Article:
People in Philadelphia could be excused if they felt a sense of whiplash Friday as the city abandoned its indoor mask mandate just days after becoming the first U.S. metropolis to reimpose compulsory masking in response to an increase in COVID-19 cases and hospitalizations.
City officials who had previously stressed the need to head off a new wave of coronavirus infections by requiring people to mask up indoors abruptly called it off after what they said was an unexpected drop in the number of people in the hospital and a leveling-off of infections.
The city had taken plenty of heat for the renewed masking order, with a lawsuit already filed and two of the three leading Democratic candidates for Pennsylvania’s open U.S. Senate seat expressing opposition to it at a debate Thursday night. But city officials insisted Friday their decision was about the data, not any external legal or political pressure.
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“I had said when I announced this that if we didn’t see hospitalizations rising, that we needed to rethink this and that we shouldn’t have a mandate. So that’s what we’re doing today,” the city’s health commissioner, Dr. Cheryl Bettigole, said at a virtual news conference Friday.
The quick about-face in Philadelphia comes as travelers across the country removed masks in response to a federal judge’s ruling that the U.S. Centers for Disease Control and Prevention overstepped its authority in issuing a mask mandate on planes and trains and in travel hubs. The Biden administration is appealing.
SEPTA, Philadelphia’s transit authority, dropped its mask mandate this week after the ruling.
Boston leaders this week urged passengers to wear masks but stopped short of requiring them.
Los Angeles County, meanwhile, bucked national trends and said Thursday it will still require masks on public transit including trains, subways, buses, taxis and rideshares. Cases have risen in the past week and hospitalizations have plateaued after falling the previous two months.
In Philadelphia, the restaurant industry had complained that workers would bear the brunt of customer anger over the new rules, while several businesses and residents filed suit in state court to get it thrown out. Few masks were worn at a Philadelphia 76ers’ home playoff game this week.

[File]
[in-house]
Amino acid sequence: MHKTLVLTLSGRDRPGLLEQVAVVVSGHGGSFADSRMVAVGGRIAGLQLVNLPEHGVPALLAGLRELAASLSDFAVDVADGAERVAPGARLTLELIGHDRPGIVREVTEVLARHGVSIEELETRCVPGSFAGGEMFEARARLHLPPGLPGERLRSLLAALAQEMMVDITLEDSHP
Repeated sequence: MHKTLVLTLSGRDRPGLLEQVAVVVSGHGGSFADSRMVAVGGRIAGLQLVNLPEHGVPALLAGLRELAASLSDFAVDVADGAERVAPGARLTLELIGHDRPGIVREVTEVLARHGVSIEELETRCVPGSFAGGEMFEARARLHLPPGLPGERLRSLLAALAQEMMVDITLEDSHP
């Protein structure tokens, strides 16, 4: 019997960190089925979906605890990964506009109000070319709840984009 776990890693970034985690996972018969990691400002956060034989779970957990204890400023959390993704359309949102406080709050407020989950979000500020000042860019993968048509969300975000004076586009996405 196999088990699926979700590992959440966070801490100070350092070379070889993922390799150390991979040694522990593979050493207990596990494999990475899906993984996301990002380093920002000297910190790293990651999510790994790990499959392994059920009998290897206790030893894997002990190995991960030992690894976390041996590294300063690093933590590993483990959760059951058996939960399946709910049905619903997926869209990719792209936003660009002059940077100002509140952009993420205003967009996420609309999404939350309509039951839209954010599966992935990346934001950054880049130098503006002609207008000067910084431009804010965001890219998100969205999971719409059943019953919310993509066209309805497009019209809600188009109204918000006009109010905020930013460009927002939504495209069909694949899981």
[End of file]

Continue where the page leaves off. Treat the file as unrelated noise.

City officials said their decision to rescind the mandate, just days after it had gone into effect on Monday, was based on the numbers, even though daily fluctuations are common.
Hospitalizations peaked at 82 on Sunday and have since drifted down, to 65 on Thursday, according to the Department of Public Health. New confirmed infections reached a peak of 377 on April 14 but have since leveled off. City health officials said that was enough to convince them that mandatory masking was no longer needed.
“It is a very short span of time, because that’s the span of time we needed to see what was going to happen next,” Bettigole said.
People evidently heeded the city’s April 11 announcement that masking would once again be required in indoor public spaces, she said, helping drive down the numbers.
“I think what we’ve seen is Philadelphians really paying attention to public health, and doing what they needed to do,” said Bettigole, noting that surrounding cities and states are continuing to see increases in case numbers and hospitalizations.
Along with ditching the mask mandate, the city is also getting rid of its metrics-based COVID-19 response system, in place since February, that automatically triggered indoor masking and other restrictions in response to rising caseloads, hospitalizations and positivity rates.
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